How Ice Melts: Longstanding Mystery Solved

Illustration shows premelting at a grain boundary within a crystal. The image shows a two dimensional cross-section of the three dimensional colloidal crystal. The crystal orientation in the upper part of the image is different from the lower part. A grain boundary separates these two sections of crystal. The circles in the image represent the position of each spherical particle, and the central color of each circle represents the degree of positional fluctuation of each colloidal particle. Red (violet) represents the most (least) movement. (Image credit: Arjun Yodh, Penn State)

Until now, scientists could not explain why ice cubes in your drink melt. They've known the basics, but the details remained elusive.

A breakthrough new study, announced today, supports a leading theory that melting starts when the fundamental structure of matter begins to crack.

Melting is considered a basic phenomenon in physics. An understanding of how it works is crucial to gaining a firm grasp on the physical world.

"Yet major details about the mechanisms that drive the melting of an ice cube are missing," said Arjun Yodh of the University of Pennsylvania. "Superficially, the principle is straightforward. As a solid heats up, molecules within the ice acquire more energy and jiggle around more, driving the transition from a solid to a liquid. This is true in part, but reality is richer and more complex."

The problem is that the earliest phase of melting has never been seen. Scientists can't see the atoms involved because they are so small and because they are hidden in the structure of solid material.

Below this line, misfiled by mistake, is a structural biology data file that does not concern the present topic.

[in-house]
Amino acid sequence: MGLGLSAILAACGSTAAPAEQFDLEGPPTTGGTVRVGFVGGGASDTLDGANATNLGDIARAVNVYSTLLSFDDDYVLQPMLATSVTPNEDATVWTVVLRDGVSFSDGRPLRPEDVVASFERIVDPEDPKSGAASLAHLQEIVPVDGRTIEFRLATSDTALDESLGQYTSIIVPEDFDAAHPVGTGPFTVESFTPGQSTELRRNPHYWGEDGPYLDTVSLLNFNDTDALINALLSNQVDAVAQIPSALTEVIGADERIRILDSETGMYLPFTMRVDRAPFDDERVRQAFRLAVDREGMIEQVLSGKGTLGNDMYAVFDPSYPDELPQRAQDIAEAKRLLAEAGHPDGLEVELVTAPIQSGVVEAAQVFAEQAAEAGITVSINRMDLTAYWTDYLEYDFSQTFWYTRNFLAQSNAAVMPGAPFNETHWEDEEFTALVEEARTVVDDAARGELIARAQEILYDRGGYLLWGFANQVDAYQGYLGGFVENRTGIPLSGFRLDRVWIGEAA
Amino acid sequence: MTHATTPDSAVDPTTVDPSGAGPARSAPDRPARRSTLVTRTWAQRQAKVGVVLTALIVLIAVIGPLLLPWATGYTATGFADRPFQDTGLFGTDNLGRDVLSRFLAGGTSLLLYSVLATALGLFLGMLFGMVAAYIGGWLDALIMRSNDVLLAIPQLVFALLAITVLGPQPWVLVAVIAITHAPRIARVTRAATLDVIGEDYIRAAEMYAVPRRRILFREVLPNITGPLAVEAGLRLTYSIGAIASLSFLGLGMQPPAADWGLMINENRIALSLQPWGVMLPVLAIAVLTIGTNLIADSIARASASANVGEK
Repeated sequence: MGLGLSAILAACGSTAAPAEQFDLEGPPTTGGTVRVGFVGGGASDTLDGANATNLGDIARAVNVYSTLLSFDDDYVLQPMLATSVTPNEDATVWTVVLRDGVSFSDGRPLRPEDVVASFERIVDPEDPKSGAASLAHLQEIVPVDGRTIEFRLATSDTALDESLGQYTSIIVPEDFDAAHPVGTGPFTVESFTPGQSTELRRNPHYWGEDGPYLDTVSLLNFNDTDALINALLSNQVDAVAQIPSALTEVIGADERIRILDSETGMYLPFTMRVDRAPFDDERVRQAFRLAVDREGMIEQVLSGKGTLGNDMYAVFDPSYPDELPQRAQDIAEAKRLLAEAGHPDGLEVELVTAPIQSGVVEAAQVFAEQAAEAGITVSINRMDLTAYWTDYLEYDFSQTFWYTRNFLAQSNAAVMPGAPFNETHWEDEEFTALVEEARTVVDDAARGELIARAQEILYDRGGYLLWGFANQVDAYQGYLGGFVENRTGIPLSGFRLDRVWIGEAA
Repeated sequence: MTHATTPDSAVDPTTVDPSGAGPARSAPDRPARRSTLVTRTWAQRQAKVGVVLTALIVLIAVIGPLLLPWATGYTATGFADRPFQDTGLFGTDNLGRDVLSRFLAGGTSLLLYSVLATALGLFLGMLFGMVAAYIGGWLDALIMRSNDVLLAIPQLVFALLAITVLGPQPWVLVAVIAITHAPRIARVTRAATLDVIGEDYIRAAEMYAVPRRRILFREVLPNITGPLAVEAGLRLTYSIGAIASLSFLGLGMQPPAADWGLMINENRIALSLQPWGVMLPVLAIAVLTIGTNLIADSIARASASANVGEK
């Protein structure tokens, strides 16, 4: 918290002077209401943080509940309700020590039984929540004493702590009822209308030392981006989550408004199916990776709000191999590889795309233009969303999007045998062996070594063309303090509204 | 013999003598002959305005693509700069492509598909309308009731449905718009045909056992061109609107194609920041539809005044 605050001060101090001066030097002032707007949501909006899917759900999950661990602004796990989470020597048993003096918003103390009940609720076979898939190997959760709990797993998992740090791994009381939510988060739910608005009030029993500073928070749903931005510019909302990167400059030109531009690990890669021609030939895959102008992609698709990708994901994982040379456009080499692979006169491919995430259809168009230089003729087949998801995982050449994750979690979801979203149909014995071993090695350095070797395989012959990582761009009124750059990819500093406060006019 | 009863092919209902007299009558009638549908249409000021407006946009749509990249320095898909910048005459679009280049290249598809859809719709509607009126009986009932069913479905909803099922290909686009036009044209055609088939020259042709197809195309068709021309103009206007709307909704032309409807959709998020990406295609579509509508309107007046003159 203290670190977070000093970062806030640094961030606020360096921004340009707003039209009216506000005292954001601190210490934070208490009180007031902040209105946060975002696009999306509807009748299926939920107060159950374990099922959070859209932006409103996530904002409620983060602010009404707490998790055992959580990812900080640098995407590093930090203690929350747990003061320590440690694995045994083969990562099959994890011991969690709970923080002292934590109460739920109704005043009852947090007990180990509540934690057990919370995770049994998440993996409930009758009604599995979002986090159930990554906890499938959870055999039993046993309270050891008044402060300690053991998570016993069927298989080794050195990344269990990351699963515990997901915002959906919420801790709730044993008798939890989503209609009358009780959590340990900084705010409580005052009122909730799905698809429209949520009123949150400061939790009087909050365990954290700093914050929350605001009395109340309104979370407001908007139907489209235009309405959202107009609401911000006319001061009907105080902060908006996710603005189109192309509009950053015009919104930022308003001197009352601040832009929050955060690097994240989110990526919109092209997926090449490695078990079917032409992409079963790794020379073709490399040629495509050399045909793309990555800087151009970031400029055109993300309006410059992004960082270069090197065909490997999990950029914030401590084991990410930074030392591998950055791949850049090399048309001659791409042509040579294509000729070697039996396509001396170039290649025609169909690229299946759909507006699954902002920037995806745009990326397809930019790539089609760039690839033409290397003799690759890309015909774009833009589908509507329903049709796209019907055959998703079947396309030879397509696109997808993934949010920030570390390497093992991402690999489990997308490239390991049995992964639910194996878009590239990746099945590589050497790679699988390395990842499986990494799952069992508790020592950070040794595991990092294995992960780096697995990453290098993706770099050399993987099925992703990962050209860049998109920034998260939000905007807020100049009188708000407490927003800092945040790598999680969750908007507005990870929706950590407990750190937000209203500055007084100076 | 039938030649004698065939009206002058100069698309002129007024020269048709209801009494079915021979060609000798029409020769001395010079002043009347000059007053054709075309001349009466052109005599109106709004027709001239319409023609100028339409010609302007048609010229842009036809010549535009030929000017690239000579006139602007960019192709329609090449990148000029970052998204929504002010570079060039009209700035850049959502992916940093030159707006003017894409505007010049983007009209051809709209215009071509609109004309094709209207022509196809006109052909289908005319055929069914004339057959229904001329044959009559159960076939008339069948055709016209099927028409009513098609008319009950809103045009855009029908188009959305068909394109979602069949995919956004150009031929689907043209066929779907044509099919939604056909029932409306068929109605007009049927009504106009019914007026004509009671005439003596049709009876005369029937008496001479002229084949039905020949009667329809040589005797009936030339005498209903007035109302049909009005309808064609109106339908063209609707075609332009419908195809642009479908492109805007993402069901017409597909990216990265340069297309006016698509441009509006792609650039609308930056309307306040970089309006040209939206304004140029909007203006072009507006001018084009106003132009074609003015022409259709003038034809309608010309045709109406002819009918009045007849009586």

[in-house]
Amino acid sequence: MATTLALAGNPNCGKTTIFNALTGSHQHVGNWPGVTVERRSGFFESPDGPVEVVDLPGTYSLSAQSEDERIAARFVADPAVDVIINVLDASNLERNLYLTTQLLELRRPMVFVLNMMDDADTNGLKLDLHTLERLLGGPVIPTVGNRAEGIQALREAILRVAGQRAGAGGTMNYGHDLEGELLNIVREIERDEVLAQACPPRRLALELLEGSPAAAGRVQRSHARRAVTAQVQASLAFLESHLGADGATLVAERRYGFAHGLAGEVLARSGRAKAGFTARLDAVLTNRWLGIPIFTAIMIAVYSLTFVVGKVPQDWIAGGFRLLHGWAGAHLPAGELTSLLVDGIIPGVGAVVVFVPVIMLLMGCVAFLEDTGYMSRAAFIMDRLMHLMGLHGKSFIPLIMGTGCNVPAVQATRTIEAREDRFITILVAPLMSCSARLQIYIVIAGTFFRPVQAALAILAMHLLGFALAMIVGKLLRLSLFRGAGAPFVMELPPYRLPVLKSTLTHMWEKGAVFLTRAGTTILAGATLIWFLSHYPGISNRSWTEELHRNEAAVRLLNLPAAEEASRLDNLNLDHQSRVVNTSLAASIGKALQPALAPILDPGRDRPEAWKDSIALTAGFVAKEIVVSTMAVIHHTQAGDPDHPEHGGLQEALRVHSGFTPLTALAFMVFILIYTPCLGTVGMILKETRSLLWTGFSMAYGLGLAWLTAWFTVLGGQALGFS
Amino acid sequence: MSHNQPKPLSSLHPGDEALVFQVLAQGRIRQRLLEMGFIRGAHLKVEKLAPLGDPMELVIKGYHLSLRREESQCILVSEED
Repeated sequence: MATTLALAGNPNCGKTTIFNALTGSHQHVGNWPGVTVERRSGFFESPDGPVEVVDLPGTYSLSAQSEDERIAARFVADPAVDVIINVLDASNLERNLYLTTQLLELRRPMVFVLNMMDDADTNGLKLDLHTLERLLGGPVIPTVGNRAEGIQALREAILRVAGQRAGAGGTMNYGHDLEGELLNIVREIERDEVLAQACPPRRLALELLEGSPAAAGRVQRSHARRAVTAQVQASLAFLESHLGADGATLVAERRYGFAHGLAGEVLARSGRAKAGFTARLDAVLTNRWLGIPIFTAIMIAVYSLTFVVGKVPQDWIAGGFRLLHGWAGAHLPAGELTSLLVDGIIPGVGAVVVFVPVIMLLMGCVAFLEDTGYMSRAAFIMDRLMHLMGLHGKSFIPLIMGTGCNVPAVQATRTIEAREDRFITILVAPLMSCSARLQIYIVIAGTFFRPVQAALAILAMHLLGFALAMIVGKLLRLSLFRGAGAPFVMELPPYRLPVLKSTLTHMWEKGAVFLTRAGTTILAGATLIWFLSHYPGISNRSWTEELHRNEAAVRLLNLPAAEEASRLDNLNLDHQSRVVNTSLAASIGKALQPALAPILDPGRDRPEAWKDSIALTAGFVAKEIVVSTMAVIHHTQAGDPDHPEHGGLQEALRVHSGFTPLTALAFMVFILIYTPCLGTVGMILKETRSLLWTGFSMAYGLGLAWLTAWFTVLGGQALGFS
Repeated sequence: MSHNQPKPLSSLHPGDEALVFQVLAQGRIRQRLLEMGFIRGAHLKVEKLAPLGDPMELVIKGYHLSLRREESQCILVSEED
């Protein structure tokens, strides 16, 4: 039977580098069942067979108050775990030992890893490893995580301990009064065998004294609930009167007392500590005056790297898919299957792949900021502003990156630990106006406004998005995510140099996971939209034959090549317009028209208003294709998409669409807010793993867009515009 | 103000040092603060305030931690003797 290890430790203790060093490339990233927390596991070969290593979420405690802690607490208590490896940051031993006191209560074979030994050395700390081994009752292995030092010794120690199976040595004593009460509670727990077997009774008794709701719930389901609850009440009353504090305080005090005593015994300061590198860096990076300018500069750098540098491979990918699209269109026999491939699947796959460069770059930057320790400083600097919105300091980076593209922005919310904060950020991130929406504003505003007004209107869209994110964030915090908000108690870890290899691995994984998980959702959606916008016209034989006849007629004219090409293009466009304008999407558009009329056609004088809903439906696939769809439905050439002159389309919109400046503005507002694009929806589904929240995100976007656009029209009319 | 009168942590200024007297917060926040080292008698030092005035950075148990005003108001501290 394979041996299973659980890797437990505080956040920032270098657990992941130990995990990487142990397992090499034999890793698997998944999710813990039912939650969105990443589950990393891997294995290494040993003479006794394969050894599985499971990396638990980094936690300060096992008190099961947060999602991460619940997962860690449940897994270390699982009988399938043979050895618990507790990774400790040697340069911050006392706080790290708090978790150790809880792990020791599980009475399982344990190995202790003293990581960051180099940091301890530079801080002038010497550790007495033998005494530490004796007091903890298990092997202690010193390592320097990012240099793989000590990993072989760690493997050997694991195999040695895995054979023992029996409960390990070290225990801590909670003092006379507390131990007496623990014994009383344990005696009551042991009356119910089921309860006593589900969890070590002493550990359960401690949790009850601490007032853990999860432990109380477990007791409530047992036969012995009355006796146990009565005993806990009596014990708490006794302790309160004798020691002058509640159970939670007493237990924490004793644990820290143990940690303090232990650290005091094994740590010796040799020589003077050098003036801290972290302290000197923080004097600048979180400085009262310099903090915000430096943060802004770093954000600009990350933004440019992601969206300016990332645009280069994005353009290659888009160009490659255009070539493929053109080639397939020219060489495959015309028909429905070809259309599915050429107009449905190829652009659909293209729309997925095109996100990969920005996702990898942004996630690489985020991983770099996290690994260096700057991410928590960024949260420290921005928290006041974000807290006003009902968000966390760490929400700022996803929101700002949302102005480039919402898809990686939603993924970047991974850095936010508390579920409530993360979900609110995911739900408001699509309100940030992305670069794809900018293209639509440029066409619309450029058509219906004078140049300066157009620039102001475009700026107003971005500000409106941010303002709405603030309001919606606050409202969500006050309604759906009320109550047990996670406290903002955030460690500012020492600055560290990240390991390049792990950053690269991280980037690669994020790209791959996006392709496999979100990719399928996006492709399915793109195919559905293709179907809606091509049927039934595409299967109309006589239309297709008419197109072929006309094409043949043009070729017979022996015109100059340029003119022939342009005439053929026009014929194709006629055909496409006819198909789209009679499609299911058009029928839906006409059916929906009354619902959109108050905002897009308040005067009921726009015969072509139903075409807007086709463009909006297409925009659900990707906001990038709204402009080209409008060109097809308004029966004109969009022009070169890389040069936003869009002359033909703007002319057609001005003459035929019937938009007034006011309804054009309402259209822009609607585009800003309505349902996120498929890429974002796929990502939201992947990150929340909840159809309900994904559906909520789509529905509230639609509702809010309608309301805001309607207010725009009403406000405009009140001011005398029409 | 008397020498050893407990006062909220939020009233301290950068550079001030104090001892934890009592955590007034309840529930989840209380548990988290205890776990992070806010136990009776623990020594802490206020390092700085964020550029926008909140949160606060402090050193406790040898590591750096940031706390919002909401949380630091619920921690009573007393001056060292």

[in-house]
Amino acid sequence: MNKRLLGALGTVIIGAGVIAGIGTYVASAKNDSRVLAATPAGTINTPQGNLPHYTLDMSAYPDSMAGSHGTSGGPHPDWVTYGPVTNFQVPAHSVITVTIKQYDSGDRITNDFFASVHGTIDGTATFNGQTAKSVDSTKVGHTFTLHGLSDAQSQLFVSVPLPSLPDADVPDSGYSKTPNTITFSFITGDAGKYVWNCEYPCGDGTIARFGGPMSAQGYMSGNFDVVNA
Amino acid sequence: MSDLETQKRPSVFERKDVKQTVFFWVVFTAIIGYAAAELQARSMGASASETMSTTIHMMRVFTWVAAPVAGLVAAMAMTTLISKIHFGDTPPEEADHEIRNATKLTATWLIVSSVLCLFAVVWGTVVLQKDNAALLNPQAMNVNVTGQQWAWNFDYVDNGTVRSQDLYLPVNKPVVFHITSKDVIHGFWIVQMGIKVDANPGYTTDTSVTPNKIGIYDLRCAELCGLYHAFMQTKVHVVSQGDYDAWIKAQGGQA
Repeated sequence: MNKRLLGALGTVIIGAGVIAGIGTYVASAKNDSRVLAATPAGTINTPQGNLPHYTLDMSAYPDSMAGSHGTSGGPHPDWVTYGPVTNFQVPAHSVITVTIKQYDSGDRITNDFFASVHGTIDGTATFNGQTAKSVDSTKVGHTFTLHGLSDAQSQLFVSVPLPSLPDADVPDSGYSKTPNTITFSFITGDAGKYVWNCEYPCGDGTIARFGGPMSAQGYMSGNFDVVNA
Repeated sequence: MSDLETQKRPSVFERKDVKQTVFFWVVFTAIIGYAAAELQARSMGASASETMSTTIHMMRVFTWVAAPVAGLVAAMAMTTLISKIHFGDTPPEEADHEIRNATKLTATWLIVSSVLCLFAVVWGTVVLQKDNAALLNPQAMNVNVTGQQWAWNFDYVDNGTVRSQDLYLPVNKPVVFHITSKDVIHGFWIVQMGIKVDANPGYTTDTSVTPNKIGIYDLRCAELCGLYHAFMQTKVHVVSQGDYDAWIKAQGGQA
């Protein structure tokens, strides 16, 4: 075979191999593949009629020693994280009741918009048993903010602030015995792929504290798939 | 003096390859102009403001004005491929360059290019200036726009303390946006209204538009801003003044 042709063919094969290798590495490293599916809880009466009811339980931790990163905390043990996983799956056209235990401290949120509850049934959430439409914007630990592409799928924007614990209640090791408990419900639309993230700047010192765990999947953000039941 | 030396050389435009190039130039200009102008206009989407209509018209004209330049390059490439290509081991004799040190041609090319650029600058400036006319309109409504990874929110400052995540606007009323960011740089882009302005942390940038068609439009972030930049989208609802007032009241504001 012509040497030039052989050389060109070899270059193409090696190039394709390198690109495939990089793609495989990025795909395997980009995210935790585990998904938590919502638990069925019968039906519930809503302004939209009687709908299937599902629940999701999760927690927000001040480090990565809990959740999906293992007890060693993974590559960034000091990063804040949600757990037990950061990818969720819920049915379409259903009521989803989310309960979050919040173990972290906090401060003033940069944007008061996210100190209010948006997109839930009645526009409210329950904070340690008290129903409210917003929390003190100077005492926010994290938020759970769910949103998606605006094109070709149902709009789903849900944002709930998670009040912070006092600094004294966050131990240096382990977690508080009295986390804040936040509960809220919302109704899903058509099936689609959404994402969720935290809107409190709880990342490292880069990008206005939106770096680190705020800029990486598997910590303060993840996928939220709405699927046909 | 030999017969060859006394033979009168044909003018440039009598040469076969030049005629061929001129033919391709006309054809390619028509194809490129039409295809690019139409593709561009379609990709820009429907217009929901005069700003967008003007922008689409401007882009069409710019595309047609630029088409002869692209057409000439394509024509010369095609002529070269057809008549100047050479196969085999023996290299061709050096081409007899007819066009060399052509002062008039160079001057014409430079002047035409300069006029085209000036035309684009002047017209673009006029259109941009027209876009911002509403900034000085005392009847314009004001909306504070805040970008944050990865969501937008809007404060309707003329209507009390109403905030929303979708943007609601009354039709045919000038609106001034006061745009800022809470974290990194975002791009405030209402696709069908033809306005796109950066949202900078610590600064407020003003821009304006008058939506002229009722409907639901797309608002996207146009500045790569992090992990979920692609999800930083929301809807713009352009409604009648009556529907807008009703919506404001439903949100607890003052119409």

So Yodh's team made some big atoms. Specifically, they made see-through crystals that are like small beads and are visible in an optical microscope.

"The spheres swell or collapse significantly with small changes in temperature, and they exhibit other useful properties that allow them to behave like enormous versions of atoms for the purpose of our experiment," said Ahmed Alsayed, a University of Pennsylvania doctoral student and lead author of a paper on the results in the July 1 issue of the journal Science.

A premelting occurs in spots where atoms within solid crystals are not perfectly aligned, and they begin to move. The changes are seen in pictures taken as the material was heated. The imperfections are much like the differences seen in wood grain, the scientists said.

"These motions then spread into the more ordered parts of the crystal," Alsayed said. "We could see that the amount of premelting depended on the type of crystal defect and on the distance from the defect."

Nature could inspire technology as the process is investigated further.

"The existence of premelting inside solid materials implies that liquids exist within crystals before their melting temperature is reached," Yodh said. "Understanding this effect will provide insight for the design of strong materials that are more or less impervious to temperature changes and could also apply to our theories of how natural materials, such as water, evolve in our environment."

Robert Roy Britt

Robert is an independent health and science journalist and writer based in Phoenix, Arizona. He is a former editor-in-chief of Live Science with over 20 years of experience as a reporter and editor. He has worked on websites such as and Tom's Guide, and is a contributor on Medium, covering how we age and how to optimize the mind and body through time. He has a journalism degree from Humboldt State University in California.